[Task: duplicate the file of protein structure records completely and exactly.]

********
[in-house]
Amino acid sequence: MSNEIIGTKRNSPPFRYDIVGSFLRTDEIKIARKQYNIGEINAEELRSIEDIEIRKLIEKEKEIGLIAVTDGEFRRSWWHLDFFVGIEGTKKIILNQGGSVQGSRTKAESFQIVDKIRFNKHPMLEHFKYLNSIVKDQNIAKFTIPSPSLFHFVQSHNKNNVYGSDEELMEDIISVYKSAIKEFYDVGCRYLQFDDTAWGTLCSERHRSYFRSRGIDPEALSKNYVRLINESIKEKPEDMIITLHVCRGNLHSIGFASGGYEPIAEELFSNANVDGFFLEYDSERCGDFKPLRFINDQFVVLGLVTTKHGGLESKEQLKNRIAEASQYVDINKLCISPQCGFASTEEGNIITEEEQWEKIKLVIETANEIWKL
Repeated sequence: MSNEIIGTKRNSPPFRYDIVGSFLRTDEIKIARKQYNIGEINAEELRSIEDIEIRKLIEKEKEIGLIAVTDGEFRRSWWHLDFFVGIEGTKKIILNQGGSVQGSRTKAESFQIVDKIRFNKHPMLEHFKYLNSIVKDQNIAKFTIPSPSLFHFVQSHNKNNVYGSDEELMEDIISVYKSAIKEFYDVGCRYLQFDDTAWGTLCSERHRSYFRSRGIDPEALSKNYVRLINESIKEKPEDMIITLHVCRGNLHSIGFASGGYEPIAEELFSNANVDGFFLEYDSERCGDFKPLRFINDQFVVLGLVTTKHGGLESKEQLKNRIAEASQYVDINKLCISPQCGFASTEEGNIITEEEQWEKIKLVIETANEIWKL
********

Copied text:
[in-house]
Amino acid sequence: MSNEIIGTKRNSPPFRYDIVGSFLRTDEIKIARKQYNIGEINAEELRSIEDIEIRKLIEKEKEIGLIAVTDGEFRRSWWHLDFFVGIEGTKKIILNQGGSVQGSRTKAESFQIVDKIRFNKHPMLEHFKYLNSIVKDQNIAKFTIPSPSLFHFVQSHNKNNVYGSDEELMEDIISVYKSAIKEFYDVGCRYLQFDDTAWGTLCSERHRSYFRSRGIDPEALSKNYVRLINESIKEKPEDMIITLHVCRGNLHSIGFASGGYEPIAEELFSNANVDGFFLEYDSERCGDFKPLRFINDQFVVLGLVTTKHGGLESKEQLKNRIAEASQYVDINKLCISPQCGFASTEEGNIITEEEQWEKIKLVIETANEIWKL
Repeated sequence: MSNEIIGTKRNSPPFRYDIVGSFLRTDEIKIARKQYNIGEINAEELRSIEDIEIRKLIEKEKEIGLIAVTDGEFRRSWWHLDFFVGIEGTKKIILNQGGSVQGSRTKAESFQIVDKIRFNKHPMLEHFKYLNSIVKDQNIAKFTIPSPSLFHFVQSHNKNNVYGSDEELMEDIISVYKSAIKEFYDVGCRYLQFDDTAWGTLCSERHRSYFRSRGIDPEALSKNYVRLINESIKEKPEDMIITLHVCRGNLHSIGFASGGYEPIAEELFSNANVDGFFLEYDSERCGDFKPLRFINDQFVVLGLVTTKHGGLESKEQLKNRIAEASQYVDINKLCISPQCGFASTEEGNIITEEEQWEKIKLVIETANEIWKL